The biggest stories of the Iowa legislature’s 2023 session are well known. Before adjourning for the year on May 4, historically large Republican majorities in the Iowa House and Senate gave Governor Kim Reynolds almost everything on her wish list. They reshaped K-12 public schools; passed several bills targeting LGBTQ Iowans; enacted new hurdles for Iowans on public assistance; cut property taxes; reorganized state government to increase the power of the governor and “her” attorney general; and undermined the state auditor’s ability to conduct independent audits.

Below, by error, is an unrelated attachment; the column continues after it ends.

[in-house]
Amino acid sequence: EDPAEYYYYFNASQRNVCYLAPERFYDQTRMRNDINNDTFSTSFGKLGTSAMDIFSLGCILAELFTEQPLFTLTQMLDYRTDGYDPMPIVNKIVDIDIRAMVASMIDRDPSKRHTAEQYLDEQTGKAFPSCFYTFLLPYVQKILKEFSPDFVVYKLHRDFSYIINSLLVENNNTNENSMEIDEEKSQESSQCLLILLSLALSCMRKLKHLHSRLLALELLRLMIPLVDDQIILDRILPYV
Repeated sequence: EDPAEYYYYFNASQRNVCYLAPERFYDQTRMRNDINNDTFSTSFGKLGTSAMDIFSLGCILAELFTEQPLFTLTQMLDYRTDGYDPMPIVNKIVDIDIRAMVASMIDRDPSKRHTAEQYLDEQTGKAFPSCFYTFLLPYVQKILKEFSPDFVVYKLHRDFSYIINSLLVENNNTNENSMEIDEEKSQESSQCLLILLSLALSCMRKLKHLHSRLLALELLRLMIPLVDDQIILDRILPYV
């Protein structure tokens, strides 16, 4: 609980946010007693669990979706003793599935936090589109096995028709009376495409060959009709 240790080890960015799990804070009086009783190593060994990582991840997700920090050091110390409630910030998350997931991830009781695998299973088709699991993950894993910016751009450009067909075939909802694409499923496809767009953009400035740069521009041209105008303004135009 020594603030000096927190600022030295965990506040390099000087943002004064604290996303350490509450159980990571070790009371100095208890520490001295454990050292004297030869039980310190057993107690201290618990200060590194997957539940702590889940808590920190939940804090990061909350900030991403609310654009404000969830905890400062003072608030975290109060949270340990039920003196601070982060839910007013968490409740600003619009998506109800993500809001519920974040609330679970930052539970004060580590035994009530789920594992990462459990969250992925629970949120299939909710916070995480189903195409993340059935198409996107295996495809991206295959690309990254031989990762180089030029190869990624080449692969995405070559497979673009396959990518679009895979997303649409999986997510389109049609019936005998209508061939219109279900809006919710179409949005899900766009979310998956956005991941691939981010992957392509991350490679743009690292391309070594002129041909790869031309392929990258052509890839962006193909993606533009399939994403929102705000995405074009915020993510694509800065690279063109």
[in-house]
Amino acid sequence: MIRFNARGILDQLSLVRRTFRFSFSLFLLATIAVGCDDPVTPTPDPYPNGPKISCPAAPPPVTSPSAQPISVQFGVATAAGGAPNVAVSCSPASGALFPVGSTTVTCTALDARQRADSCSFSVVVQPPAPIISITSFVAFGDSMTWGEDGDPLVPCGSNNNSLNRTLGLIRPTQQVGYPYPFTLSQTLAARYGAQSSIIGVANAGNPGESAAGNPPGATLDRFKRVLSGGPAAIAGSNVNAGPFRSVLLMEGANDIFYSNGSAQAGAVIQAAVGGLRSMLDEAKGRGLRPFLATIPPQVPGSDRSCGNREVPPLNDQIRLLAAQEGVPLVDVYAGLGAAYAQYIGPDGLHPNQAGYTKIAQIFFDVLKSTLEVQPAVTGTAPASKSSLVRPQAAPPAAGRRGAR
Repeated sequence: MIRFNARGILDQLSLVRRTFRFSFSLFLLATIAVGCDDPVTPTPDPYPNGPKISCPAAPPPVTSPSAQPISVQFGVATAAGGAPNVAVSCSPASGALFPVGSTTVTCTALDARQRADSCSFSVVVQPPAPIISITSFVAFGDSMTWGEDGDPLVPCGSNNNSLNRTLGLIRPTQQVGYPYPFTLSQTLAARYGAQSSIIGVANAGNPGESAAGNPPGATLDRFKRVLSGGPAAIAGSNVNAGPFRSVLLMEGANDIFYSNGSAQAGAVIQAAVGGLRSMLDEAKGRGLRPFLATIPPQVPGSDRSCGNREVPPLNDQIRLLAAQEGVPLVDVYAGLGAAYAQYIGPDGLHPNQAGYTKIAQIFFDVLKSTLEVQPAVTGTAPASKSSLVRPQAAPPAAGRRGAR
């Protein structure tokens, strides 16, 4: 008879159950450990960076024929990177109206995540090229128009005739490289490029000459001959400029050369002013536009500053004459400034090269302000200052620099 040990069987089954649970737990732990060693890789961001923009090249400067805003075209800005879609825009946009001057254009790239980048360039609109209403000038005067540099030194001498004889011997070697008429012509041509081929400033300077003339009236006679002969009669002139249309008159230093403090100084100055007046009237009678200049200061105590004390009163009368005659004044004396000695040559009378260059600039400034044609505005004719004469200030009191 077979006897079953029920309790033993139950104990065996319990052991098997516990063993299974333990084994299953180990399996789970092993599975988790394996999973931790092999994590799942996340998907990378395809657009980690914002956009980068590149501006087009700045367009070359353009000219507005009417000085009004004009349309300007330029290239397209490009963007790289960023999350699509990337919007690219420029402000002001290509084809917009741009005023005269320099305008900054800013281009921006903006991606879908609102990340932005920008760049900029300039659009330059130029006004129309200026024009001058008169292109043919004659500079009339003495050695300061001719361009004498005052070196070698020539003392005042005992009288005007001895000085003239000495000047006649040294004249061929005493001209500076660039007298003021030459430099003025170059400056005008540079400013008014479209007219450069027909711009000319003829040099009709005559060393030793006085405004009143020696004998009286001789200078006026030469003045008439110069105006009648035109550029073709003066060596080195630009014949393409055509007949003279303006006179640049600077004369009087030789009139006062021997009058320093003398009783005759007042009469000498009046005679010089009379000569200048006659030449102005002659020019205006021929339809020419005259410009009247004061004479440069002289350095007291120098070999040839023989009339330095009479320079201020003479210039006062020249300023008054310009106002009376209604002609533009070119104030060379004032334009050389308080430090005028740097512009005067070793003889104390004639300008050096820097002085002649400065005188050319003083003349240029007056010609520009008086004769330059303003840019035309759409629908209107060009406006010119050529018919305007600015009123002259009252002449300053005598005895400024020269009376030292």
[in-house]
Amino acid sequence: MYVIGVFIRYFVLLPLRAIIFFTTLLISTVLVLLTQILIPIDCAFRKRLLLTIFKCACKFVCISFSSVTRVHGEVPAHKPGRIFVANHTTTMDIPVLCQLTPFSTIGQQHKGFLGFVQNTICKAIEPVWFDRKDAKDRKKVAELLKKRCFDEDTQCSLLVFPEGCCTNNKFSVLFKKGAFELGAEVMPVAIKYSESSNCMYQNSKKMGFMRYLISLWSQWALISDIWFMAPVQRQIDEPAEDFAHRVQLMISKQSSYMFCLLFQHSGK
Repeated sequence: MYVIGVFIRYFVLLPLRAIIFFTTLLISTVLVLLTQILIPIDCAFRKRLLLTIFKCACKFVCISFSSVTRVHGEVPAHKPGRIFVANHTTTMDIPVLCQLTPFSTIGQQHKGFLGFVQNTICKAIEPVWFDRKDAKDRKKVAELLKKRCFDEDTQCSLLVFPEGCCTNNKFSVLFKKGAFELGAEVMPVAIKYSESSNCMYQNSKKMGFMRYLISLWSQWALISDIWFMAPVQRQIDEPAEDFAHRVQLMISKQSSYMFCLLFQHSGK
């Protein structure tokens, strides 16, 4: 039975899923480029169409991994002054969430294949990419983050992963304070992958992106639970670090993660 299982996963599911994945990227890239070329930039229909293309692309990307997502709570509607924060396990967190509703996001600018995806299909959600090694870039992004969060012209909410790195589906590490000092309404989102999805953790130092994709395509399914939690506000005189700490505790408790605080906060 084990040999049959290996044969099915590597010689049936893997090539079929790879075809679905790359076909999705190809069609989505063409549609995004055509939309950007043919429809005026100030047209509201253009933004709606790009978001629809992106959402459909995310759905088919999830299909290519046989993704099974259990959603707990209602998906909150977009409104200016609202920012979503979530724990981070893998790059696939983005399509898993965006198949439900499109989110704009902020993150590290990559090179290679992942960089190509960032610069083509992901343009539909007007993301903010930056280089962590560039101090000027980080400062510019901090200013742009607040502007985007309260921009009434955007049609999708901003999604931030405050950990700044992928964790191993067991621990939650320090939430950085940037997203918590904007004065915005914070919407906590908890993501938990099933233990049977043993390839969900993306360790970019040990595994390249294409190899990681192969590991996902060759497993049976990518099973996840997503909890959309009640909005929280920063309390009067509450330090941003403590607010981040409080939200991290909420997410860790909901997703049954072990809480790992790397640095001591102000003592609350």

Many other newsworthy stories received little attention during what will be remembered as one of the Iowa legislature’s most influential sessions. This post is the first in a series highlighting lesser-known bills or policies that made it through both chambers in 2023, or failed to reach the governor’s desk.
As the Iowa House and Senate debated one appropriations bill after another last week, Democrats repeatedly objected to plans that imposed status quo budgets or small increases (well below the rate of inflation) on services for disadvantaged Iowans.
Iowans with disabilities or special needs were not a priority in the education and health and human services budgets that top Republican lawmakers negotiated behind closed doors.Continue Reading...